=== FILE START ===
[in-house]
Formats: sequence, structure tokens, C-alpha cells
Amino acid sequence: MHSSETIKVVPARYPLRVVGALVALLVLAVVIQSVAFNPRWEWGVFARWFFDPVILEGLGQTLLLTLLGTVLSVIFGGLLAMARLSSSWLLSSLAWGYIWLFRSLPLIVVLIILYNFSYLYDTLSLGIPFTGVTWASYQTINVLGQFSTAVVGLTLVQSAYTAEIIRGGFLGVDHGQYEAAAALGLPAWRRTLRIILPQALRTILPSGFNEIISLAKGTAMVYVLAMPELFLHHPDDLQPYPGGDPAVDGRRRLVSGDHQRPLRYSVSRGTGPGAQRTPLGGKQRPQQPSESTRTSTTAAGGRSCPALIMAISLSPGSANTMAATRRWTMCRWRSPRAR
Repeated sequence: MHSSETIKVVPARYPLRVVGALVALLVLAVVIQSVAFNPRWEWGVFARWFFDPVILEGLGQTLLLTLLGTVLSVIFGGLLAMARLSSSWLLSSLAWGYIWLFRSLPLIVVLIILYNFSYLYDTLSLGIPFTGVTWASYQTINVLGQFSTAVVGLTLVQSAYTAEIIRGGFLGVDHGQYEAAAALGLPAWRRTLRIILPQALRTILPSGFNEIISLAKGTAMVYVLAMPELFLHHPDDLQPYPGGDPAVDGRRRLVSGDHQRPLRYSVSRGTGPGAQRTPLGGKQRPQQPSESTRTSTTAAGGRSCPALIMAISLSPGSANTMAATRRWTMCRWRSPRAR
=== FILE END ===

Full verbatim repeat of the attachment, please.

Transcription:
[in-house]
Formats: sequence, structure tokens, C-alpha cells
Amino acid sequence: MHSSETIKVVPARYPLRVVGALVALLVLAVVIQSVAFNPRWEWGVFARWFFDPVILEGLGQTLLLTLLGTVLSVIFGGLLAMARLSSSWLLSSLAWGYIWLFRSLPLIVVLIILYNFSYLYDTLSLGIPFTGVTWASYQTINVLGQFSTAVVGLTLVQSAYTAEIIRGGFLGVDHGQYEAAAALGLPAWRRTLRIILPQALRTILPSGFNEIISLAKGTAMVYVLAMPELFLHHPDDLQPYPGGDPAVDGRRRLVSGDHQRPLRYSVSRGTGPGAQRTPLGGKQRPQQPSESTRTSTTAAGGRSCPALIMAISLSPGSANTMAATRRWTMCRWRSPRAR
Repeated sequence: MHSSETIKVVPARYPLRVVGALVALLVLAVVIQSVAFNPRWEWGVFARWFFDPVILEGLGQTLLLTLLGTVLSVIFGGLLAMARLSSSWLLSSLAWGYIWLFRSLPLIVVLIILYNFSYLYDTLSLGIPFTGVTWASYQTINVLGQFSTAVVGLTLVQSAYTAEIIRGGFLGVDHGQYEAAAALGLPAWRRTLRIILPQALRTILPSGFNEIISLAKGTAMVYVLAMPELFLHHPDDLQPYPGGDPAVDGRRRLVSGDHQRPLRYSVSRGTGPGAQRTPLGGKQRPQQPSESTRTSTTAAGGRSCPALIMAISLSPGSANTMAATRRWTMCRWRSPRAR